Fife resident Tammy Wilson rediscovered a passion for swimming seven years ago, and it has paid off ever since. Wilson, 55, competed in the National Senior Games on July 19-21 in Cleveland, Ohio and came away with three gold medals, setting three national records in the process.
“I was pretty happy with how I did,” said Wilson, who won the 50-, 100- and 200-yard breaststrokes. “I wasn’t expecting a lot. Our age group was the fastest age group out there this year.”
Swimming in the 55-59 age group, Wilson won the 50-yard breaststroke in 35.72 seconds, good for the best overall time at the event, regardless of age. Her finish of one minute and 19.60 seconds not only won the 100-yard breaststroke, it smashed the previous national record by six seconds. Her record in the 200-yard breaststroke was nearly 10 seconds faster than the old record, and despite finishing fourth in the 200-yard freestyle, Wilson was one of five swimmers to surpass that record as well.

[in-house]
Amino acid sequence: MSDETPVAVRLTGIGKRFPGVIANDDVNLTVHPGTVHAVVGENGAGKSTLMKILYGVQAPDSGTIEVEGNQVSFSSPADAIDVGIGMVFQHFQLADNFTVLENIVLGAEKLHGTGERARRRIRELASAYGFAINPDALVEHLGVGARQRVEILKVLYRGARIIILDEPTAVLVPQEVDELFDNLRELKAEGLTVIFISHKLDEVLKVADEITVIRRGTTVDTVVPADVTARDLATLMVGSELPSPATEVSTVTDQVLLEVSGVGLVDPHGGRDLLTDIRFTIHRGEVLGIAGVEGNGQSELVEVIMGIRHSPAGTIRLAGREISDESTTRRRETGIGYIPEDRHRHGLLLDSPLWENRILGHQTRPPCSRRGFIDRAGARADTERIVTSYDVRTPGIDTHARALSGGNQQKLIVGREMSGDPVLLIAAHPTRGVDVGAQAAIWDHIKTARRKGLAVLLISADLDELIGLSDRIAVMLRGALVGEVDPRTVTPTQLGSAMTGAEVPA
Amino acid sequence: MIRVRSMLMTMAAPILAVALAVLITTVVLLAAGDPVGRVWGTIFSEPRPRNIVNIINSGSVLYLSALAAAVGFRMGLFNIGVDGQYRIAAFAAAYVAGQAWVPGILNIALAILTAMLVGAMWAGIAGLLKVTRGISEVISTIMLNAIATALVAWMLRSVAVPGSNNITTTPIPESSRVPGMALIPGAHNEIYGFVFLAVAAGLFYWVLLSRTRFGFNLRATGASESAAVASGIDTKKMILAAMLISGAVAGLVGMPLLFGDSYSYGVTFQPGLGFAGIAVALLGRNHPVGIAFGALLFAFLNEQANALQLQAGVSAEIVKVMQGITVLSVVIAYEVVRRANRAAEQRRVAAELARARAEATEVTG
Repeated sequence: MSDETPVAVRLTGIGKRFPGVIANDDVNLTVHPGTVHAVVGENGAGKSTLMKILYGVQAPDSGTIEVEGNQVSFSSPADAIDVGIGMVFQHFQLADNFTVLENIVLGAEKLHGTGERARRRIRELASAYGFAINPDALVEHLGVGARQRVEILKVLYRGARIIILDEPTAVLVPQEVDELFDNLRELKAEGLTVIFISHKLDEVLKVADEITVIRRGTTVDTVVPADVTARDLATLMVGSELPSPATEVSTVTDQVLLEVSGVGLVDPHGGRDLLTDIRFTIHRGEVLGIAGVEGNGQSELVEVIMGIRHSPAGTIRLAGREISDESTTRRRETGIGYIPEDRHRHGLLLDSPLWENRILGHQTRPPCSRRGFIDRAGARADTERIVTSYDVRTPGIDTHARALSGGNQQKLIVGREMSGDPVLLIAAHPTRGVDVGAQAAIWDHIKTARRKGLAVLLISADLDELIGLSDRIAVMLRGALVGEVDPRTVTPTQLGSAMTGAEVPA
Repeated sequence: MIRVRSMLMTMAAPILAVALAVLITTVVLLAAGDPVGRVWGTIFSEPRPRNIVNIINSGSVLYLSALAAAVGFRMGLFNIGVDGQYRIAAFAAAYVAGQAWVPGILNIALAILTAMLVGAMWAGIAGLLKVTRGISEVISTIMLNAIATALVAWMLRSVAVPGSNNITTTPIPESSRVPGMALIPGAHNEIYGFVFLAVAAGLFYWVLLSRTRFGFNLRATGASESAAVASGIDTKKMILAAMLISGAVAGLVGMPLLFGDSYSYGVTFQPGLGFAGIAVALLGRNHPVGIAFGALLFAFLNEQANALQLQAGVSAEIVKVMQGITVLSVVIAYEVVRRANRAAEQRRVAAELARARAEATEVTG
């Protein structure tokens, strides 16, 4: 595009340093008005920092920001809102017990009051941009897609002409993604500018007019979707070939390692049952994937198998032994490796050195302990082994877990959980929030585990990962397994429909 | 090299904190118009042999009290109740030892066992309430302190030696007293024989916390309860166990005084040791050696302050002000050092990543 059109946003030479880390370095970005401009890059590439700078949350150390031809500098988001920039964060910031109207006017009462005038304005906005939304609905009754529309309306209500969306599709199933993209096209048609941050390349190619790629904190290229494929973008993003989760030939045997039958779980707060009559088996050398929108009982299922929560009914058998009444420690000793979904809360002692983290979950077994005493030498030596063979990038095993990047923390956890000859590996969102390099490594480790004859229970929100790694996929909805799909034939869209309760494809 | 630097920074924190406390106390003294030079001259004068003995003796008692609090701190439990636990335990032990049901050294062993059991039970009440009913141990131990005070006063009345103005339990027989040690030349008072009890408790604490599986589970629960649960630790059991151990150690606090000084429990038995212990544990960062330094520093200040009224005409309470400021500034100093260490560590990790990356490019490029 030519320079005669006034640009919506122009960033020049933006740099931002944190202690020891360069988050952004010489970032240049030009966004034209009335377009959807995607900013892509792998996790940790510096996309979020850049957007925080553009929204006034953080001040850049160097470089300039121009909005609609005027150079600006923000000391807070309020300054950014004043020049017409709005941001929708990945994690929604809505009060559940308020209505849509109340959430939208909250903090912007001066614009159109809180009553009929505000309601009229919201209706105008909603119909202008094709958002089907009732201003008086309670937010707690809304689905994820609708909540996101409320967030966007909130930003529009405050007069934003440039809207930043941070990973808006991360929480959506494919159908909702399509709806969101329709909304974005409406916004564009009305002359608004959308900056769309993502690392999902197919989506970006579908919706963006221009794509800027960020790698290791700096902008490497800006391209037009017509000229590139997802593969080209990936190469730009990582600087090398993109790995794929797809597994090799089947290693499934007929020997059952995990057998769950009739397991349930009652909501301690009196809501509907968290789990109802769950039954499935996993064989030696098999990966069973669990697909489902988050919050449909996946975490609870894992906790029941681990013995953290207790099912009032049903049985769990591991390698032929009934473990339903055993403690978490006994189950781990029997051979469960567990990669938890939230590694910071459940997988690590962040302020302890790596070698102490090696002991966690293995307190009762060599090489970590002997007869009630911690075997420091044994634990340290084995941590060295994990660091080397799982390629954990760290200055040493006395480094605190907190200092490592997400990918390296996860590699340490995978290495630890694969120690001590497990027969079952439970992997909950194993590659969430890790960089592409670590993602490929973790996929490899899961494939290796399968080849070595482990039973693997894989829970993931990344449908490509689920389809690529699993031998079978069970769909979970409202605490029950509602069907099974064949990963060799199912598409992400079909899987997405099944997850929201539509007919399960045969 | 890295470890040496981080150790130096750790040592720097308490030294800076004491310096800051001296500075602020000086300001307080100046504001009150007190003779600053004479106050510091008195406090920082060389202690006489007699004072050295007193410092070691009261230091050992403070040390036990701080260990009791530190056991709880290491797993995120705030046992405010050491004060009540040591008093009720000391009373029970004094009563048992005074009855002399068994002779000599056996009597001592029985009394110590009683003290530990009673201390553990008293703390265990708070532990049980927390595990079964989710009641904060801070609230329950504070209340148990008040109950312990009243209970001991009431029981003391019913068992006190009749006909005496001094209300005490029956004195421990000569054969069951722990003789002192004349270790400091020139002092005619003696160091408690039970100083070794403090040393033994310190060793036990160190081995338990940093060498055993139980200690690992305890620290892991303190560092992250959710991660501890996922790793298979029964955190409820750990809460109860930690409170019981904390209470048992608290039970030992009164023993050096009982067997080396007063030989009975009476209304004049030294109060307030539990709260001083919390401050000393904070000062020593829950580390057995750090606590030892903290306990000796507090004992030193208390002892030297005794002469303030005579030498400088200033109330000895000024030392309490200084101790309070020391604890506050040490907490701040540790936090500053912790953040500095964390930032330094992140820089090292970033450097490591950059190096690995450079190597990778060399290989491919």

Wilson grew up in West Seattle, and picked up swimming at 7 years old. After attending Chief Sealth High School and training with the Seattle Triton Aquatic Club, she earned a scholarship to swim at the University of New Mexico. But she lost the passion for the sport shortly after college, giving it up for an extended period of time. That is, until she began training again with a newfound friend at age 48, and began attending regional and national meets.
“It was fun again,” Wilson said. “It wasn’t a grudge match anymore.”
Since returning to the sport, Wilson has participated in three straight National Senior Games; in 2009 at Stanford University in Palo Alto, Calif. and in 2011 in Houston, Texas, in addition to this summer. She returned from Cleveland this summer to participate in the Washington State Senior Games in Olympia on July 26-28, winning six gold medals and setting six meet records in the process. And despite discovering a newfound love for running as well, it is clear that Wilson is eyeing some more success as a swimmer in the future.
“They did a really good job of supporting everyone coming,” she said of the hosts in Cleveland. “You get people that are 100, 90 (years old) still swimming. That’s more inspiration for me.”
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